Do you disagree about what is best for your child? Child Inclusive Practice is a way of bringing children into the mediation process without exposing them to parental conflict.
We generally wouldn’t include a child into a mediation session because they should not be exposed to the adult conversations that occur in mediation. Parenting Family Dispute Resolution is a process designed to help you work out how best to provide for your child’s needs after separation.
What is Child Inclusive Practice?
Child Inclusive Practice is a process where your child meets with a specialist who gets an understanding of what is going on with your child. The practitioner will be interested in finding out what their experience of your separation is.
They don’t ask the child to make adult decisions such as who they want to live with. Working out what is best for children is the job of their parent.
However if your child has strong opinions about their living and spending time arrangements they may volunteer them to the practitioner.
How does it work?
Child Inclusive Practice works by giving parents greater insight into their child’s experience and thinking about their situation. If our Family Dispute Resolution (FDR) Practitioners identifies that their clients have very different opinions about what is in the best interest of their child Child Inclusive Practice may be raised as an option.
The Child Inclusive Practitioner is an expert in child development so they should be able to detect if your child’s developmental progress is under stress. Understanding the effect of what is going on will help you to focus on your child’s needs, even if you are in conflict with their other parent.
If a referral to a Child Inclusive Practitioner (CIP) is made this is the usual process:
- the CIP will discuss the referral with the FDR Practitioner before contacting you. Your FDR practitioner will request that you sign a referral form and give permission to share your basic client file information and an overview of the issues in dispute with the Child Inclusive Practitioner.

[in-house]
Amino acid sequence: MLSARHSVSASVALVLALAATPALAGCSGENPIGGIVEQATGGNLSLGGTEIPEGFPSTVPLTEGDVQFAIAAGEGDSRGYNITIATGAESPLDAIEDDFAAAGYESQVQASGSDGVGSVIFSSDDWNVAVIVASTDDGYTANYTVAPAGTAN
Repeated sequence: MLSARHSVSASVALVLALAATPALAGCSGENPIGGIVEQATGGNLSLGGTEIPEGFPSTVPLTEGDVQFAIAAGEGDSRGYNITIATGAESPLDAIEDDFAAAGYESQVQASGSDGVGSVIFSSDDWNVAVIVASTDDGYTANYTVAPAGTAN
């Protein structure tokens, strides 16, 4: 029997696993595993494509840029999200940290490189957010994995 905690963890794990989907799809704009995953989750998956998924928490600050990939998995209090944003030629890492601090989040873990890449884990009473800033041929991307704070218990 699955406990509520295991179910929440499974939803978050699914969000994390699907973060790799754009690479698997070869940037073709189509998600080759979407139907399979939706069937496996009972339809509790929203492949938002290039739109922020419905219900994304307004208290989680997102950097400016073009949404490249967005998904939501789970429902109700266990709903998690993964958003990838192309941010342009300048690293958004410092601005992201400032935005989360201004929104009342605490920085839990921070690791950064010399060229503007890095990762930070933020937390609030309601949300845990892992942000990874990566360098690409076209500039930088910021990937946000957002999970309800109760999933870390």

- the CIP will then meet individually with each parent either by phone or in person to get an understanding of your perspective and arrange for the meeting with your child.
- they will then meet with your child or children. This meeting will usually be for between one and two hours depending on how many children you have.
- they will then write up their notes in preparation for coming to participate in the next FDR session.
- A FDR session will be scheduled where the Child Inclusive Practitioner will come and discuss their findings with you.
Does the Child Inclusive Practitioner tell us what we have to do?
No. Child Inclusive Practice is a voluntary process undertaken by parents. It is designed to help you understand your separation from your child’s point of view. You always retain the right to make your own decisions in family dispute resolution and that includes child inclusive family dispute resolution.
Parents often find that with the additional insights provided by the CIP Practitioner they are able to develop a parenting agreement that is acceptable to them and better for their children than their current arrangements.
What does Child Inclusive Practice cost?
The process is usually charged at an hourly rate based on the time it takes. Budget for about $1,100 – $1,650 in additional professional fees if working with an independent consultant.
Child Informed Practice is a process used when it is not appropriate or desired for the practitioner to meet with the child. Generally Child Inclusive Practice is only used with children who are school aged and older. Child informed practice would be recommended if you can’t agree about what is in the best interests of a pre-school aged child.
How does Child Informed Practice work?
In Child Informed Practice the consultant speaks with each of the parents before the mediation session. The practitioner would then participate in the Family Dispute Resolution session with your FDR Practitioner in a role where they can provide expert advice.
They do not meet with your child but base their advice on research based information about children’s developmental needs and the proven impact of exposure to parental conflict. Many parents are surprised to find out that exposure to conflict is much more damaging to babies and very young children than it is to older children who are less dependent and have more coping strategies.
What does Child Informed Practice Cost?
Again the process is usually charged on an hourly basis. Budget for about $550 – $1,100